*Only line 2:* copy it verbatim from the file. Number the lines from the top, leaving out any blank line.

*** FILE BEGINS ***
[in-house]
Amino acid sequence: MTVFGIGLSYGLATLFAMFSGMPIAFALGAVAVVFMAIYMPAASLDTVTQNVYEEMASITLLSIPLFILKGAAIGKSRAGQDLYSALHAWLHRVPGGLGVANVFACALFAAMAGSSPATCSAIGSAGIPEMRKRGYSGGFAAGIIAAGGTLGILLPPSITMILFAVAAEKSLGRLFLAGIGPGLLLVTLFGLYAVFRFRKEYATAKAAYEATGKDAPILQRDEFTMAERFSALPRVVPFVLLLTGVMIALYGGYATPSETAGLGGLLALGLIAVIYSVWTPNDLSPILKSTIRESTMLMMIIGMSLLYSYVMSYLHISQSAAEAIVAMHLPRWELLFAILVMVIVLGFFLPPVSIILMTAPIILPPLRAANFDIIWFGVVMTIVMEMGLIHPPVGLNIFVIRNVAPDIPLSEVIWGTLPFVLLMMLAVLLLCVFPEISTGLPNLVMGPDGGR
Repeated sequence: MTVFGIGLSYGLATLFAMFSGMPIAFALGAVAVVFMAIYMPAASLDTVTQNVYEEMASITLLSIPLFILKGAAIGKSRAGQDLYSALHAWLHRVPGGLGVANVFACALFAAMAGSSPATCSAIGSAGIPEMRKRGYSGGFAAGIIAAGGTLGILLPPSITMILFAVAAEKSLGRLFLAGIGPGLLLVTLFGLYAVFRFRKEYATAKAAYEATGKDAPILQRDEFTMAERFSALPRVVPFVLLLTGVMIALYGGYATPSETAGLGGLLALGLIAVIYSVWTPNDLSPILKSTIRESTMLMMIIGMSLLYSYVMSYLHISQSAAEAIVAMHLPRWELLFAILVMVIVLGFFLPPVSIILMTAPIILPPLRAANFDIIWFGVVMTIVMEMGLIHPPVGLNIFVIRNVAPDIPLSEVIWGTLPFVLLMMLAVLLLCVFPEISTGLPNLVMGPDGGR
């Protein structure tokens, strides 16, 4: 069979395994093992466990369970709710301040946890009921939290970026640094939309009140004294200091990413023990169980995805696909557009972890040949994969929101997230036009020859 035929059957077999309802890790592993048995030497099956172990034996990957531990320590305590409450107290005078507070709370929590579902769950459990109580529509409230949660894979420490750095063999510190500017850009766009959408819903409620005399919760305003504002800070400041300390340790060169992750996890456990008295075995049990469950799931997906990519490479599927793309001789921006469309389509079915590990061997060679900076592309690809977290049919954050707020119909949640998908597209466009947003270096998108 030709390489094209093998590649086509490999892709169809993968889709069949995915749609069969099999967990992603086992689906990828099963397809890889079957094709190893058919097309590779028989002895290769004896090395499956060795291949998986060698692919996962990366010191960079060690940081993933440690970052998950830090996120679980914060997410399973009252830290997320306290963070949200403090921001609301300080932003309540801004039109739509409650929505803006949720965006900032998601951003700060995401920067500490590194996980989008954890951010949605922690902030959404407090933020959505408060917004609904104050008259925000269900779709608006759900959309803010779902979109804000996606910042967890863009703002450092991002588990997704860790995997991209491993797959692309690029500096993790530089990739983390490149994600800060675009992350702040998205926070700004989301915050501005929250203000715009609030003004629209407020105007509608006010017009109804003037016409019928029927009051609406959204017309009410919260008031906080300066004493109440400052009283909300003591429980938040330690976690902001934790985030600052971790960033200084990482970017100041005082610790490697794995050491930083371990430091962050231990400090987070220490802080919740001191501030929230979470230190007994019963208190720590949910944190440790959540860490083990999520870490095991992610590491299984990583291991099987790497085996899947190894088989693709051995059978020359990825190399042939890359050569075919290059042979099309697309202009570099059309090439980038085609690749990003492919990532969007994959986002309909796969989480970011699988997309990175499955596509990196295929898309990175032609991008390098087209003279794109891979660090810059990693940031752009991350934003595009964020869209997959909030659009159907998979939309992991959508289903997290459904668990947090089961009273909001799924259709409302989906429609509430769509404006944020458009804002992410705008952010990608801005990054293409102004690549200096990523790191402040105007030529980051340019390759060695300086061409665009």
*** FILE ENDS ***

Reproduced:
Amino acid sequence: MTVFGIGLSYGLATLFAMFSGMPIAFALGAVAVVFMAIYMPAASLDTVTQNVYEEMASITLLSIPLFILKGAAIGKSRAGQDLYSALHAWLHRVPGGLGVANVFACALFAAMAGSSPATCSAIGSAGIPEMRKRGYSGGFAAGIIAAGGTLGILLPPSITMILFAVAAEKSLGRLFLAGIGPGLLLVTLFGLYAVFRFRKEYATAKAAYEATGKDAPILQRDEFTMAERFSALPRVVPFVLLLTGVMIALYGGYATPSETAGLGGLLALGLIAVIYSVWTPNDLSPILKSTIRESTMLMMIIGMSLLYSYVMSYLHISQSAAEAIVAMHLPRWELLFAILVMVIVLGFFLPPVSIILMTAPIILPPLRAANFDIIWFGVVMTIVMEMGLIHPPVGLNIFVIRNVAPDIPLSEVIWGTLPFVLLMMLAVLLLCVFPEISTGLPNLVMGPDGGR